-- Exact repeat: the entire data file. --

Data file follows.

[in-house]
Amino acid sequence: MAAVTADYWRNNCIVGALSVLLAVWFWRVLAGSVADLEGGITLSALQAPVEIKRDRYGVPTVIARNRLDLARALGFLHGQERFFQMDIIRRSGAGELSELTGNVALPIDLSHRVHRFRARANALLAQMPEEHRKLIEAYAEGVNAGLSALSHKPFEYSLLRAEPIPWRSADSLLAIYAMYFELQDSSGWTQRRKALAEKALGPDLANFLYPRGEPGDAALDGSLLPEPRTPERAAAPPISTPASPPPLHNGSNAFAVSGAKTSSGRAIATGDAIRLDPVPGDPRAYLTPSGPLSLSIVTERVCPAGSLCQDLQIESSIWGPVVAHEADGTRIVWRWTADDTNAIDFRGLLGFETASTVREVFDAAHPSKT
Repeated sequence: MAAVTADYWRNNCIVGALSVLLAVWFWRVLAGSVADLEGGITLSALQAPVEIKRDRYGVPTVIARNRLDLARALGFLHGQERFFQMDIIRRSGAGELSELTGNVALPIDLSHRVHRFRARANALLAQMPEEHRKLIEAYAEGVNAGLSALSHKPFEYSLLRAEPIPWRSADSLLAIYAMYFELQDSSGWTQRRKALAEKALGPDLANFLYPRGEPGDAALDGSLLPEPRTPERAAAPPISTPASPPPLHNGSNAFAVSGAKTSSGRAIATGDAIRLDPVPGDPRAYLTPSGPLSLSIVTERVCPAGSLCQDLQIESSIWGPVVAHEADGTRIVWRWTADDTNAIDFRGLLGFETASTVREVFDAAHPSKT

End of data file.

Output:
[in-house]
Amino acid sequence: MAAVTADYWRNNCIVGALSVLLAVWFWRVLAGSVADLEGGITLSALQAPVEIKRDRYGVPTVIARNRLDLARALGFLHGQERFFQMDIIRRSGAGELSELTGNVALPIDLSHRVHRFRARANALLAQMPEEHRKLIEAYAEGVNAGLSALSHKPFEYSLLRAEPIPWRSADSLLAIYAMYFELQDSSGWTQRRKALAEKALGPDLANFLYPRGEPGDAALDGSLLPEPRTPERAAAPPISTPASPPPLHNGSNAFAVSGAKTSSGRAIATGDAIRLDPVPGDPRAYLTPSGPLSLSIVTERVCPAGSLCQDLQIESSIWGPVVAHEADGTRIVWRWTADDTNAIDFRGLLGFETASTVREVFDAAHPSKT
Repeated sequence: MAAVTADYWRNNCIVGALSVLLAVWFWRVLAGSVADLEGGITLSALQAPVEIKRDRYGVPTVIARNRLDLARALGFLHGQERFFQMDIIRRSGAGELSELTGNVALPIDLSHRVHRFRARANALLAQMPEEHRKLIEAYAEGVNAGLSALSHKPFEYSLLRAEPIPWRSADSLLAIYAMYFELQDSSGWTQRRKALAEKALGPDLANFLYPRGEPGDAALDGSLLPEPRTPERAAAPPISTPASPPPLHNGSNAFAVSGAKTSSGRAIATGDAIRLDPVPGDPRAYLTPSGPLSLSIVTERVCPAGSLCQDLQIESSIWGPVVAHEADGTRIVWRWTADDTNAIDFRGLLGFETASTVREVFDAAHPSKT